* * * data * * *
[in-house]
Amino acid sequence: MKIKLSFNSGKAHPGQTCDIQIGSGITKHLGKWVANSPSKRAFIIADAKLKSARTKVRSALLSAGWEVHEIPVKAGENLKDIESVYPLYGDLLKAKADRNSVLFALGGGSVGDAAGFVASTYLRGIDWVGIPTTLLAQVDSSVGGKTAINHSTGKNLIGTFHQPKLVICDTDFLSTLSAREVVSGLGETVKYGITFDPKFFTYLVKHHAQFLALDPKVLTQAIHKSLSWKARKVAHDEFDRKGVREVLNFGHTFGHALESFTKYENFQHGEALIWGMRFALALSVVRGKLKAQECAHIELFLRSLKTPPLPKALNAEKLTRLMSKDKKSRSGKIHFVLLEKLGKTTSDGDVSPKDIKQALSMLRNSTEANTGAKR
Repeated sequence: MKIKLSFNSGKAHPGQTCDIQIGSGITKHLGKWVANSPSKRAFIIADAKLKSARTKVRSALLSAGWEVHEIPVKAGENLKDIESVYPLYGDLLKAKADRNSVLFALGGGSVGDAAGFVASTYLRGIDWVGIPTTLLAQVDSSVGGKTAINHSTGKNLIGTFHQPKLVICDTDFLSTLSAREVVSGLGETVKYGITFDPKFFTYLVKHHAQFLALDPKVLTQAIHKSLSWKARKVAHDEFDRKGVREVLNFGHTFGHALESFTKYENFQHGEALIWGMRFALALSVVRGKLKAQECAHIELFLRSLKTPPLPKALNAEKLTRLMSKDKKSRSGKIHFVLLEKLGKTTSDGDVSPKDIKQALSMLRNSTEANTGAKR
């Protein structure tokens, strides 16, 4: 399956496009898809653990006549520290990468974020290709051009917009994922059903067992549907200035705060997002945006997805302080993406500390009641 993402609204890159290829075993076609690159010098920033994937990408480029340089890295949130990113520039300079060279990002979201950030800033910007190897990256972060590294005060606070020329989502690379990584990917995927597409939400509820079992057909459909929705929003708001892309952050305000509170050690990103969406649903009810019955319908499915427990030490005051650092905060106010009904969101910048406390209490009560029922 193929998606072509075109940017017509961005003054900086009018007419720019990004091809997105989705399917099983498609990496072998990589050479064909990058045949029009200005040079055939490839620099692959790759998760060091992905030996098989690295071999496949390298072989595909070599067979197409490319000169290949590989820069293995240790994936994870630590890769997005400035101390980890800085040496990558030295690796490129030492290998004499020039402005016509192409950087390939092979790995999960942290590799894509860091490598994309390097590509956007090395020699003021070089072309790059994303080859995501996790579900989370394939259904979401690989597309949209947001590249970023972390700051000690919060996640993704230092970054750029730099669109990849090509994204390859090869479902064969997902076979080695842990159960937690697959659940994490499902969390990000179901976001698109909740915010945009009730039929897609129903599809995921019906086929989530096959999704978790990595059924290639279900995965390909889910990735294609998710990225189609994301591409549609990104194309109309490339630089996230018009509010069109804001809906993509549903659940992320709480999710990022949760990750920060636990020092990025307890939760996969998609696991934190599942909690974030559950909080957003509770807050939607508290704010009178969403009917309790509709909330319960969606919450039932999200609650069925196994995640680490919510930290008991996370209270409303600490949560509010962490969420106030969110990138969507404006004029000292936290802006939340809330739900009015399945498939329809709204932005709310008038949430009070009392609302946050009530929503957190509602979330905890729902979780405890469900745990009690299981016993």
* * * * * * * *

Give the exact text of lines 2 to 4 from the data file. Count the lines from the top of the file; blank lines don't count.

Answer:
Amino acid sequence: MKIKLSFNSGKAHPGQTCDIQIGSGITKHLGKWVANSPSKRAFIIADAKLKSARTKVRSALLSAGWEVHEIPVKAGENLKDIESVYPLYGDLLKAKADRNSVLFALGGGSVGDAAGFVASTYLRGIDWVGIPTTLLAQVDSSVGGKTAINHSTGKNLIGTFHQPKLVICDTDFLSTLSAREVVSGLGETVKYGITFDPKFFTYLVKHHAQFLALDPKVLTQAIHKSLSWKARKVAHDEFDRKGVREVLNFGHTFGHALESFTKYENFQHGEALIWGMRFALALSVVRGKLKAQECAHIELFLRSLKTPPLPKALNAEKLTRLMSKDKKSRSGKIHFVLLEKLGKTTSDGDVSPKDIKQALSMLRNSTEANTGAKR
Repeated sequence: MKIKLSFNSGKAHPGQTCDIQIGSGITKHLGKWVANSPSKRAFIIADAKLKSARTKVRSALLSAGWEVHEIPVKAGENLKDIESVYPLYGDLLKAKADRNSVLFALGGGSVGDAAGFVASTYLRGIDWVGIPTTLLAQVDSSVGGKTAINHSTGKNLIGTFHQPKLVICDTDFLSTLSAREVVSGLGETVKYGITFDPKFFTYLVKHHAQFLALDPKVLTQAIHKSLSWKARKVAHDEFDRKGVREVLNFGHTFGHALESFTKYENFQHGEALIWGMRFALALSVVRGKLKAQECAHIELFLRSLKTPPLPKALNAEKLTRLMSKDKKSRSGKIHFVLLEKLGKTTSDGDVSPKDIKQALSMLRNSTEANTGAKR
């Protein structure tokens, strides 16, 4: 399956496009898809653990006549520290990468974020290709051009917009994922059903067992549907200035705060997002945006997805302080993406500390009641 993402609204890159290829075993076609690159010098920033994937990408480029340089890295949130990113520039300079060279990002979201950030800033910007190897990256972060590294005060606070020329989502690379990584990917995927597409939400509820079992057909459909929705929003708001892309952050305000509170050690990103969406649903009810019955319908499915427990030490005051650092905060106010009904969101910048406390209490009560029922 193929998606072509075109940017017509961005003054900086009018007419720019990004091809997105989705399917099983498609990496072998990589050479064909990058045949029009200005040079055939490839620099692959790759998760060091992905030996098989690295071999496949390298072989595909070599067979197409490319000169290949590989820069293995240790994936994870630590890769997005400035101390980890800085040496990558030295690796490129030492290998004499020039402005016509192409950087390939092979790995999960942290590799894509860091490598994309390097590509956007090395020699003021070089072309790059994303080859995501996790579900989370394939259904979401690989597309949209947001590249970023972390700051000690919060996640993704230092970054750029730099669109990849090509994204390859090869479902064969997902076979080695842990159960937690697959659940994490499902969390990000179901976001698109909740915010945009009730039929897609129903599809995921019906086929989530096959999704978790990595059924290639279900995965390909889910990735294609998710990225189609994301591409549609990104194309109309490339630089996230018009509010069109804001809906993509549903659940992320709480999710990022949760990750920060636990020092990025307890939760996969998609696991934190599942909690974030559950909080957003509770807050939607508290704010009178969403009917309790509709909330319960969606919450039932999200609650069925196994995640680490919510930290008991996370209270409303600490949560509010962490969420106030969110990138969507404006004029000292936290802006939340809330739900009015399945498939329809709204932005709310008038949430009070009392609302946050009530929503957190509602979330905890729902979780405890469900745990009690299981016993």